WE PROVIDE HOUSING, TREATMENT AND JOB TRAINING
to help disenfranchised people whom are struggling with addiction, poverty and other challenges so they can find employment and
become good citizens who contribute to their community.
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Father Peter G. Young
He was a ballplayer. A Navy veteran. A teacher.
A human rights advocate. A Catholic priest.
And a community activist. Father Peter G.
Young left an indelible mark on the Capital
Region, with his tireless dedication to helping
some of society’s most downtrodden people.
In fact, his impact was felt all across New
Before his passing in December 2020, Father Young had devoted over 60 years of his life in service to the community and the church. He was ordained a Catholic priest in 1959 and named pastor of St. John’s Church in the South End of Albany, where he became known as a “street priest.” In a parish surrounded by drug dealing, gambling, prostitution and poverty, he learned firsthand how crime and addiction could destroy families and lives.
In 1959, Father Young founded Peter Young Housing, Industries and Treatment (PYHIT), which would grow into a statewide network of services that helped thousands of people regain their dignity. The homeless, people struggling with addiction, forgotten veterans, reformed men and women held down by criminal records…these are the people who found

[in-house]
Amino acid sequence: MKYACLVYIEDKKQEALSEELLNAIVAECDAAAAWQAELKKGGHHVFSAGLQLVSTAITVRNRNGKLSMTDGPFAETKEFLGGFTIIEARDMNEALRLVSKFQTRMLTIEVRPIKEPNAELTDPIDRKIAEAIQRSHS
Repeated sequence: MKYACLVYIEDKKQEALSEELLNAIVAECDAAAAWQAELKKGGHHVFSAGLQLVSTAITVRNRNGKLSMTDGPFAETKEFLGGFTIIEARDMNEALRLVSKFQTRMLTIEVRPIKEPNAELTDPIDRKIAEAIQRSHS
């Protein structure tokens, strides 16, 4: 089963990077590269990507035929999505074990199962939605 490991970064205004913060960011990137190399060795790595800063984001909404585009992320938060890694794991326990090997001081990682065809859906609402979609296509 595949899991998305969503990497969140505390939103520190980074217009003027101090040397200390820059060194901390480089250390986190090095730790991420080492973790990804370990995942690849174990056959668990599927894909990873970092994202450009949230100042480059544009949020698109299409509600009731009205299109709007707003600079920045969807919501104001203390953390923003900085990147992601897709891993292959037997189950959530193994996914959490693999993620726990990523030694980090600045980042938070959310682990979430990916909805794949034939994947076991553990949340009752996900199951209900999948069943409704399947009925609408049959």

an ally in Father Young. PYHIT gives the disenfranchised shelter, treatment for their addiction and job training as a pathway back to a productive life.
From his student days at Christian Brothers Academy and Siena College,
to his travels with the Negro Baseball League, to his stint with the U.S. Navy during the Korean War, and finally as a teacher at Cardinal McCloskey High School and upstart urban priest, Father Young was always a force of nature. He was especially proud of his lobbying efforts that led to the decriminalization of alcoholism in New York State.
“Father Pete” had a penchant for always leaving things better than he found them. Clearly, he has left all of us in a better place, having lived by the motto: “Unless someone offers a friendly smile, a helping hand, a caring word, with a listening ear, somebody somewhere loses the courage to live.”